Jason Warner, who is AB InBev’s Northern Europe president, said the company was “pleased to be able to support C&C Group” in the acquisition of Matthew Clark and Bibendum from beleaguered parent company Conviviality last month.
“The UK pub and hospitality sector is so crucial to our industry, and wider economy, which is why we were pleased to be able to support C&C Group last month in its bid for Matthew Clark Bibendum, part of Conviviality,” said Warner in a first-quarter sales update today (9 May).
“The move gave stability and assurance to the drinks industry, ensuring its future health, and we look forward to continuing our good working relationship with our partners over the coming months and years.”
AB InBev’s UK sales results showed a strong start to the year, added Warner, with double-digit revenue growth.
The launch of Bud Light had grown market volume, while the brand’s foray into bottles had been received well so far.
‘No- and low-alcohol’
“Elsewhere in our no- and low-alcohol portfolio we are seeing strong momentum, with a nationwide sampling tour of our Budweiser Prohibition in January, giving out 200,000 beers for all those moderating in the New Year,” added Warner.
“This area will remain a focus for us, as part of our Global Smart Drinking Goals, to ensure 20% of our global volume [sales] are no-or-low-alcohol by 2025.”
Total AB InBev revenue grew by 4.7% in the first quarter of 2018, with revenue per-hectolitre of beer sold up 4.9%.
Total volume sales dipped by 0.2%, while own beer volumes grew 0.5%.
In terms of trends shaping the market, premiumisation continues to drive growth in value and volume the category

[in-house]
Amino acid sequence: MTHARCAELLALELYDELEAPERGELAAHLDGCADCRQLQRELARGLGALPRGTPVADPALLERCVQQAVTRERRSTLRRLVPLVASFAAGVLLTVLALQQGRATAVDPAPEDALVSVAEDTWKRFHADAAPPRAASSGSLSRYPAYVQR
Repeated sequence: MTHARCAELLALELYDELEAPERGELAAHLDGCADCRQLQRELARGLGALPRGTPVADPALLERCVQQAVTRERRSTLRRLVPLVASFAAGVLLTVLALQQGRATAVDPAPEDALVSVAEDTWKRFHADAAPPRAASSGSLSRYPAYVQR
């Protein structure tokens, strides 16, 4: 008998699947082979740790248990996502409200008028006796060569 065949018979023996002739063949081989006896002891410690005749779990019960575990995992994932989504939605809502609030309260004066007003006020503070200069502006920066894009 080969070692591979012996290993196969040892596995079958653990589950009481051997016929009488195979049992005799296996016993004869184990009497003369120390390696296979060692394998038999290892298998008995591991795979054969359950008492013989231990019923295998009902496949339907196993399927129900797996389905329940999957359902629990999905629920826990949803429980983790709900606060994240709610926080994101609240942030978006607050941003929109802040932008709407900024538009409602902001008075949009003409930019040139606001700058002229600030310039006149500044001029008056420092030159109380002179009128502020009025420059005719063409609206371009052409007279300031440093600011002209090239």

– Jason Warner, AB InBev
The three giants in the portfolio – Budweiser, Stella Artois and Corona – grew revenue by 7.9% globally. UK Stella Artois revenue rose by 12.3%, putting in a particularly strong performance in the UK.
Profits for the first quarter were down from $1.46bn (£1.08bn) in 2017 to $1.44bn (£1.06bn)) this year.
Of the UK market, AB InBev said: “Our UK business delivered double-digit revenue growth, despite cycling a tough comparable.”
‘Trends shaping the market’
Looking to the future, Warner added: “In terms of trends shaping the market, premiumisation continues to drive growth in value and volume in the category.”
Meanwhile, Conviviality filed notice to appoint administrators in March, after it warned of going bust due to a £30m tax bill and further debts to creditors.
The move left pubs, such as JD Wetherspoon, planning for the worst if a buyer for the business, which supplied a considerable amount of stock to pubcos, was not found.
C&C announced it was looking to buy Matthew Clark and Bibendum from Conviviality, with the support of AB InBev.
Less than a day after announcing its interest, C&C acquired the two brands, along with several subsidiary names.
Following the deal, The Morning Advertiser explored what the acquisition meant for the pub trade.